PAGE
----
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Bird, Vaughan pay their respects to the late Close

By Robert Jones

Dickie Bird has described ex-Yorkshire and England captain Brian Close as an "all-time great" after he died aged 84.

Close first represented his country as an 18-year-old against New Zealand in 1949 and went on to skipper England seven times in his 22-Test career.

In his 37 years in the game, Close scored nearly 35,000 runs and guided Yorkshire to four domestic titles before overseeing an upturn in Somerset's fortunes and helping to mould the careers of Sir Viv Richards and Sir Ian Botham at Taunton.

White Rose President Bird, who represented the county during Close's time there, believes his leadership qualities were what made him stand out.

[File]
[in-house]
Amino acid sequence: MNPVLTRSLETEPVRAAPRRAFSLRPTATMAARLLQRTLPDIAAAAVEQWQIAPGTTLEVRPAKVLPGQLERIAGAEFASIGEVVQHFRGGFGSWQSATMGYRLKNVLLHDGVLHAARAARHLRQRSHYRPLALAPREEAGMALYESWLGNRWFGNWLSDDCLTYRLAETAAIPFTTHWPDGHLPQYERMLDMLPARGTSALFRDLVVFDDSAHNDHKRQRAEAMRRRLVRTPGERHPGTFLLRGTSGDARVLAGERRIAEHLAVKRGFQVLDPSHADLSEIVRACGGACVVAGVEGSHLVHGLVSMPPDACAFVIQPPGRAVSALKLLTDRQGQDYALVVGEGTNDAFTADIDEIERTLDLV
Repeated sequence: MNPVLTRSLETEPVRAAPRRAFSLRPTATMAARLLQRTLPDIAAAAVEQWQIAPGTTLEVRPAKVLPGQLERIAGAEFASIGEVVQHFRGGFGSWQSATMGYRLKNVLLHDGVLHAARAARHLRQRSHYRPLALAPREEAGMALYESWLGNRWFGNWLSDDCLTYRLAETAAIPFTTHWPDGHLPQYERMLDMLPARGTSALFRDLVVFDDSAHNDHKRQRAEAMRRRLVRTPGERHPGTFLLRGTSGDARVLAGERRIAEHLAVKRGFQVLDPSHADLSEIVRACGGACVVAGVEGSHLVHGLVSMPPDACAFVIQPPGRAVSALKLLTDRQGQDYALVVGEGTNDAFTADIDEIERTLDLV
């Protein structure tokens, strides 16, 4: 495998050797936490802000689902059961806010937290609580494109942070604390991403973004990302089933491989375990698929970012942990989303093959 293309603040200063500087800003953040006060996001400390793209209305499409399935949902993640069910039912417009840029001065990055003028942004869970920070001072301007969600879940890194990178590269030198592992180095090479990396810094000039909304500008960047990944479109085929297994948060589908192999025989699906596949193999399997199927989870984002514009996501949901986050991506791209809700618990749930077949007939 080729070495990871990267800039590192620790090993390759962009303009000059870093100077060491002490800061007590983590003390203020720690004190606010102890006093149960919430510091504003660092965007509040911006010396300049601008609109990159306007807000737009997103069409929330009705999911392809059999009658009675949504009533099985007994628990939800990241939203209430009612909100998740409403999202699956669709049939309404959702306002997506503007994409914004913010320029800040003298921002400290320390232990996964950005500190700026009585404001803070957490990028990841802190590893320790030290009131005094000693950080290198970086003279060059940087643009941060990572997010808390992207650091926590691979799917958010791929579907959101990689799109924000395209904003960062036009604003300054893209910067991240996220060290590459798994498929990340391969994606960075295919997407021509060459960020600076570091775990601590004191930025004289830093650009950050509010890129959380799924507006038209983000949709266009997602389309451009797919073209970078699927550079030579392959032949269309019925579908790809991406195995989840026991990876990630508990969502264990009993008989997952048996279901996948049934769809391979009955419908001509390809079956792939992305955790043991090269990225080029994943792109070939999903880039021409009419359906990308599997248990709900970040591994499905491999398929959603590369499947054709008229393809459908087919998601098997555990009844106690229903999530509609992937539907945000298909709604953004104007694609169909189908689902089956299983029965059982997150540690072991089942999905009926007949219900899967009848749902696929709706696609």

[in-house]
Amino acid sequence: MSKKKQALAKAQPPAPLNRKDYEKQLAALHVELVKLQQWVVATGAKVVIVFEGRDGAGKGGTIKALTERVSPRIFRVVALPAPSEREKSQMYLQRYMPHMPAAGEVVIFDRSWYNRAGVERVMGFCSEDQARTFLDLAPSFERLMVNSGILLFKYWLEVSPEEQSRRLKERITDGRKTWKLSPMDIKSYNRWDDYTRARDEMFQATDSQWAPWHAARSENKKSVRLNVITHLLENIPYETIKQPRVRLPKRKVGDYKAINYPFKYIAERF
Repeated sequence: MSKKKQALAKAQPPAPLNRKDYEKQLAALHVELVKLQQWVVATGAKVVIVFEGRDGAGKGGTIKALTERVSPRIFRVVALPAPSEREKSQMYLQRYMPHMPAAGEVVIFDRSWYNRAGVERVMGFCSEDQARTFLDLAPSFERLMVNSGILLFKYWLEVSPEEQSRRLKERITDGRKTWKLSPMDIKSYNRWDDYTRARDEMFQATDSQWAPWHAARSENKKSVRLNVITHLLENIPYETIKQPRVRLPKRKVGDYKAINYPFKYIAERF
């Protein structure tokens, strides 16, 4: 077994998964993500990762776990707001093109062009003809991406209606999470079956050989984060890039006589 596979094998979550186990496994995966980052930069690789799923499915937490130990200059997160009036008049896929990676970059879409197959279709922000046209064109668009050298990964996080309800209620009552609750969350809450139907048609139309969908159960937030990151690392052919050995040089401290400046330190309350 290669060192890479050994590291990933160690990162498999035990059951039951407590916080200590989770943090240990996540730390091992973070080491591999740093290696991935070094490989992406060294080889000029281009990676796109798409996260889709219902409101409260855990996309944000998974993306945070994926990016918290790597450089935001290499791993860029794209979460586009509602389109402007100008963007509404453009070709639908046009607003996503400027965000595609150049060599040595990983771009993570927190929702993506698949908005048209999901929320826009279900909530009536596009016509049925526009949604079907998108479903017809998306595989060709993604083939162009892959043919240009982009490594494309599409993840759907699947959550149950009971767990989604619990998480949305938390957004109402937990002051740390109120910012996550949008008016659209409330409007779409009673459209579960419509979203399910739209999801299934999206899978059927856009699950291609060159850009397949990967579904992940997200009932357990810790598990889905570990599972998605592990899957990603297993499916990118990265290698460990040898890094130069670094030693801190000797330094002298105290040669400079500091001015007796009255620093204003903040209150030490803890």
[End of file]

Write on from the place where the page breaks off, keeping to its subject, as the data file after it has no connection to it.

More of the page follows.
"Brian Close was an all-time great, both of Yorkshire and England," Bird said. "His record speaks for itself. He is Yorkshire's most successful post-war captain and will always be regarded as one of the best skippers."

Michael Vaughan, who also played for Yorkshire and led England, also paid tribute.

On Twitter, Vaughan said: "Such a sad day. He was a true inspiration to all. Thanks for helping me as a kid growing up at Yorkshire... #RIPClosey."

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